Aquaculture does little, if anything, to conserve wild fisheries

"Our fundamental question with this study was: does fish farming conserve wild fish?" says Stefano Longo, an associate professor of sociology at North Carolina State University and first author of a paper on the work. "The answer is: not really."

To determine the impact of aquaculture efforts on traditional, or "capture" fisheries, Longo and his collaborators looked at data from the World Bank and the Food and Agriculture Organization of the United Nations, from 1970 to 2014. Specifically, the researchers evaluated data that shed light on changes in aquaculture and traditional fisheries, such as aquaculture production numbers and the number of fish harvested by wild fisheries.

"We found that aquaculture has expanded production, but does not appear to be advancing fishery conservation," Longo says. "In fact, aquaculture may contribute to greater demand for seafood as a result of the social processes that shape production and consumption.

"In other words, aquaculture is not taking the place of traditional fishing efforts, or even necessarily reducing them," Longo says.

"To move things in the right direction, production of seafood in aquaculture (and fisheries) could benefit from producing species lower in the food web, such as molluscs," Longo says. "More importantly, socially prioritizing producing food (and in this case seafood protein) as a basic right to meet needs, rather than as simply another commodity in the global economy, and regulating production in an ecologically sound manner, would advance conservation goals while meeting human needs. This would require strong political-economic initiatives (policies) on national and global levels that better plan production, and implement, and enforce regulations that promote sustainability."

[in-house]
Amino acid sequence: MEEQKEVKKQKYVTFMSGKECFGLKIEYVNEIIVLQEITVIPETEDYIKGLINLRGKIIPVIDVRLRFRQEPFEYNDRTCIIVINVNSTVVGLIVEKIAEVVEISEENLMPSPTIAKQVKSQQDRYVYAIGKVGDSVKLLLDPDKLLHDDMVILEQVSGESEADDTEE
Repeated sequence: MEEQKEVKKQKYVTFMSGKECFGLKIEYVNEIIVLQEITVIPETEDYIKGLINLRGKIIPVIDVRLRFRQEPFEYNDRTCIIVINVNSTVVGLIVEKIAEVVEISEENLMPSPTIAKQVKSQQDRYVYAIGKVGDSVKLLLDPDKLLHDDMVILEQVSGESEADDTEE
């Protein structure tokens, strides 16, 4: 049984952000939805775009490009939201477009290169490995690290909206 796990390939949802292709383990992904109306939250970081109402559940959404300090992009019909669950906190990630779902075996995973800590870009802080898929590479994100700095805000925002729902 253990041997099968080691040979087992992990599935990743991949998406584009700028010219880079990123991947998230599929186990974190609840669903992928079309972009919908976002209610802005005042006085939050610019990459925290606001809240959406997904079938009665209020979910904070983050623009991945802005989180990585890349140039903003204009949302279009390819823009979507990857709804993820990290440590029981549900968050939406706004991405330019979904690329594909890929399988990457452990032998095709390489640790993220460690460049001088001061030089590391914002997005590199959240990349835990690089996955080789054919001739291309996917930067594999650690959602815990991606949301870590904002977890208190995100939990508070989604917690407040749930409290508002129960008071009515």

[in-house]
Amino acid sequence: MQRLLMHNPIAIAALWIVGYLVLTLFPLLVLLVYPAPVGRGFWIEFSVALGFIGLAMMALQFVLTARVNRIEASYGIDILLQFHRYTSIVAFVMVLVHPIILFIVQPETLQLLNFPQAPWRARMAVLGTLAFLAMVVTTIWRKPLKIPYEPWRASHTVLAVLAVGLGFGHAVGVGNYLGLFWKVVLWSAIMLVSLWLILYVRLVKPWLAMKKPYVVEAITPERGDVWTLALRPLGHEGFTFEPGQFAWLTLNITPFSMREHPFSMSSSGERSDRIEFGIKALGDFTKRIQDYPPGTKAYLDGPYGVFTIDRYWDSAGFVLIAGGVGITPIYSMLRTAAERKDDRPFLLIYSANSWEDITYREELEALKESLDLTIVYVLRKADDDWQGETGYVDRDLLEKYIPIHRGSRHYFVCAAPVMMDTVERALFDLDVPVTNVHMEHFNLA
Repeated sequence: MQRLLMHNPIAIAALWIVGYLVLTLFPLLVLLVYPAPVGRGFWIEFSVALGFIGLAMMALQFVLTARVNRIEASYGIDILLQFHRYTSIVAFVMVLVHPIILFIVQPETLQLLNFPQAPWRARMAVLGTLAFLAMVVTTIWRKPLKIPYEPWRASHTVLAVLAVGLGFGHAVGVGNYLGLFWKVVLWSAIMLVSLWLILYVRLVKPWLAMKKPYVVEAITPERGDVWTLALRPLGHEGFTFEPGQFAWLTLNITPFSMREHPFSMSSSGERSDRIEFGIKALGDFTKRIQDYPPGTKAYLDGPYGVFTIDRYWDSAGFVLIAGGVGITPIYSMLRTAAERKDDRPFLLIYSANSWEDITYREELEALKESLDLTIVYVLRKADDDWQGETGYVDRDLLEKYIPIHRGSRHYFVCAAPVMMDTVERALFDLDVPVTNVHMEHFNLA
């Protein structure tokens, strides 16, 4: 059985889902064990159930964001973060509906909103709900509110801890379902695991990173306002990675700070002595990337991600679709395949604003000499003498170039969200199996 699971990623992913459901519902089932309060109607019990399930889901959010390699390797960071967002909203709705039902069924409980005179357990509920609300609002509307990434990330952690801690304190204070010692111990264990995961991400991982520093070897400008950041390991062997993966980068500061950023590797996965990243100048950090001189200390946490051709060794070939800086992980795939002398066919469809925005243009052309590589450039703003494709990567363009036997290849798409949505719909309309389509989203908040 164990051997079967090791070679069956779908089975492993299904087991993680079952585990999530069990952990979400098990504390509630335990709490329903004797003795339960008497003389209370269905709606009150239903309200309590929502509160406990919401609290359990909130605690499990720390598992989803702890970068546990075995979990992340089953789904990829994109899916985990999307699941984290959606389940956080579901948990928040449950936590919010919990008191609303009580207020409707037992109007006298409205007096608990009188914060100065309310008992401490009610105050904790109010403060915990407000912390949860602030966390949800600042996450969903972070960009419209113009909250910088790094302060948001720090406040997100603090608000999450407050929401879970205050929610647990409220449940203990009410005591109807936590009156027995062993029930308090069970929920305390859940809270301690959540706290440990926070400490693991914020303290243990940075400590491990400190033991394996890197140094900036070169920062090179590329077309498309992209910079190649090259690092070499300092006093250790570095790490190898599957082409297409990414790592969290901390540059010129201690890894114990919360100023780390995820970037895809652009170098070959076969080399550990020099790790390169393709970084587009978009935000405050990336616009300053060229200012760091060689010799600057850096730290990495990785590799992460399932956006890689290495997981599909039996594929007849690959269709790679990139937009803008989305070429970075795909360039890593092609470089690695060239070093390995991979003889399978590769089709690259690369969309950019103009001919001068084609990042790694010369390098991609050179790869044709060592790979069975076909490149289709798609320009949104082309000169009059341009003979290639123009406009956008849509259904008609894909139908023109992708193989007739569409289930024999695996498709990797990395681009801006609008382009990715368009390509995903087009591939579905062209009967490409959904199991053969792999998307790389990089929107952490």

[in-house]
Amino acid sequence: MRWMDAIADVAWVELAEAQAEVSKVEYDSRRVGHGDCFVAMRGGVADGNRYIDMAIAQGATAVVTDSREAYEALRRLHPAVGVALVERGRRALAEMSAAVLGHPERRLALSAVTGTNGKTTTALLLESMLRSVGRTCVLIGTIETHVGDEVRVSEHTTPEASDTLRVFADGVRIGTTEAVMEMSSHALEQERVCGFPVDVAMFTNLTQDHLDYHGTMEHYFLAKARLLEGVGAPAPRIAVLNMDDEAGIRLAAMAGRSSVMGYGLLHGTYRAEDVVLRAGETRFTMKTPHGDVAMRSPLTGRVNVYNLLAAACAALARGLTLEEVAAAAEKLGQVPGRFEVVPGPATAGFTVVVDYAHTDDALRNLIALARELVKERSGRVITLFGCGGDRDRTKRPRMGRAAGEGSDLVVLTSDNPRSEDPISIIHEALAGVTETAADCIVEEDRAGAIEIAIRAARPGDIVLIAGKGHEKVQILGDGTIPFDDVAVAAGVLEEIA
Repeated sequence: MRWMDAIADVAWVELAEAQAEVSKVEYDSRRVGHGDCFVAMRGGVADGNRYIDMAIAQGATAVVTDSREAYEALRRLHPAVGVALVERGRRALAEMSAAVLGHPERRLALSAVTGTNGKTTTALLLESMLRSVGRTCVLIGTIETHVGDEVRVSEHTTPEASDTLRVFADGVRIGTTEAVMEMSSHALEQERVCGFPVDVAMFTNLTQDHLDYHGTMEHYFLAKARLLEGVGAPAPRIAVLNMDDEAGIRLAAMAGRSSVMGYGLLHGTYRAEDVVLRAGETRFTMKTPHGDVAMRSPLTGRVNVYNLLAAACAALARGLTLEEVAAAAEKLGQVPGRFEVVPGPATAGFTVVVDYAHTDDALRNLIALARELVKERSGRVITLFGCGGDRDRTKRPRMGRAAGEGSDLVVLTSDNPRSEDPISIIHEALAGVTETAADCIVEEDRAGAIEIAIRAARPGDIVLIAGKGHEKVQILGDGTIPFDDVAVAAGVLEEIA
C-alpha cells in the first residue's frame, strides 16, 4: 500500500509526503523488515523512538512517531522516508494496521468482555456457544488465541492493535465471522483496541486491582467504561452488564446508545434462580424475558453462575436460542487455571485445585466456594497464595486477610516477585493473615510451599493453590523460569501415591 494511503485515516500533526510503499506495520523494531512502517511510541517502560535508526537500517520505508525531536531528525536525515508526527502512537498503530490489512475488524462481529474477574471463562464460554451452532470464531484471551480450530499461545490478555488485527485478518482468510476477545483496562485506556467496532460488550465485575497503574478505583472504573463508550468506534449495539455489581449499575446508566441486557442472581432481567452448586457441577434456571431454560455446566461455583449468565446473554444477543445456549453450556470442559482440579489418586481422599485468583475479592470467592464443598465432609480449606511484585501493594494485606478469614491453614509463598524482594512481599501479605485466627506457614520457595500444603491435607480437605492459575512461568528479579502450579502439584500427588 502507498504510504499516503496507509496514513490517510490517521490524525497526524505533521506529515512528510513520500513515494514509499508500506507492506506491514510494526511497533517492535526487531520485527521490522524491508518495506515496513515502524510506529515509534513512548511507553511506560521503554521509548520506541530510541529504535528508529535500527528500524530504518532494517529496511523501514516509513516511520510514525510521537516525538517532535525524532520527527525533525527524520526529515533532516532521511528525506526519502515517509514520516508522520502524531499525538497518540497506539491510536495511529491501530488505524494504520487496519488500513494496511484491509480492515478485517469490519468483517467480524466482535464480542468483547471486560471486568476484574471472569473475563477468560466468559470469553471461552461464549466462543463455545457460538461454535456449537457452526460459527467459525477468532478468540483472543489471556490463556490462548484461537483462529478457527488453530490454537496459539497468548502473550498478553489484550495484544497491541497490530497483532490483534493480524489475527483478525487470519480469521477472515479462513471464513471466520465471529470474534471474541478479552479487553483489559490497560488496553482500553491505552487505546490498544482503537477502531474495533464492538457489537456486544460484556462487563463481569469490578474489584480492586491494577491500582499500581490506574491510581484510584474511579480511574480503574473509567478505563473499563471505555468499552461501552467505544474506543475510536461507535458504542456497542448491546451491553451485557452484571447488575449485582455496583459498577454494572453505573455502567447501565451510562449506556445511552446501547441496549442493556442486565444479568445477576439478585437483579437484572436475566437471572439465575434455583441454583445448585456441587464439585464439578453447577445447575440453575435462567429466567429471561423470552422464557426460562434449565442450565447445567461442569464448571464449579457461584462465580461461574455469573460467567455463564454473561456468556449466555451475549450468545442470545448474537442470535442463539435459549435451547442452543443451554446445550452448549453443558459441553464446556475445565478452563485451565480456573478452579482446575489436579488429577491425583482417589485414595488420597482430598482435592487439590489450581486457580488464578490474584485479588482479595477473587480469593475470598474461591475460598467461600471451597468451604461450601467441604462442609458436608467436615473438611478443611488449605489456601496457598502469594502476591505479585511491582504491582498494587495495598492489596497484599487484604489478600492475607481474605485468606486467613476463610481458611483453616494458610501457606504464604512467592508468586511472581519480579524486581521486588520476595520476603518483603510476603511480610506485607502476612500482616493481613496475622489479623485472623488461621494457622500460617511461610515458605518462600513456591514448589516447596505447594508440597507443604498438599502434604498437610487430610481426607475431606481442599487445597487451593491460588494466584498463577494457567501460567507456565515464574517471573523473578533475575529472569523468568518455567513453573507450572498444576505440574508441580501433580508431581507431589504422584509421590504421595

Materials provided by North Carolina State University . Note: Content may be edited for style and length.

North Carolina State University. "Aquaculture does little, if anything, to conserve wild fisheries." ScienceDaily. ScienceDaily, 11 February 2019. .

North Carolina State University. "Aquaculture does little, if anything, to conserve wild fisheries." ScienceDaily. (accessed February 11, 2019).
News Topics :
Global per capita fish consumption has hit a record high, passing the 20kg per year mark for the first time, United Nations data has shown. The said it was...
Collagen in different forms could be suitable for different wounds. Clockwise from top left Processed collagen made into a patch, foam, hydrated gel, and unstructured form. Credit NTU Singapore Collagen...
Bernard Friedman of Santa Barbara Mariculture hauls in a line of mussels at his aquaculture farm off the coast of southern California. Credit Rebecca Gentry Bernard Friedman of Santa Barbara...
Climate change can have a different impact on male and female fish, shellfish and other marine animals, with widespread implications for the future of marine life and the production of...
Michigan s mussel populations are threatened by changing climate and land uses. Michigan State University researchers now have learned that their fish hosts also must be considered when devising conservation...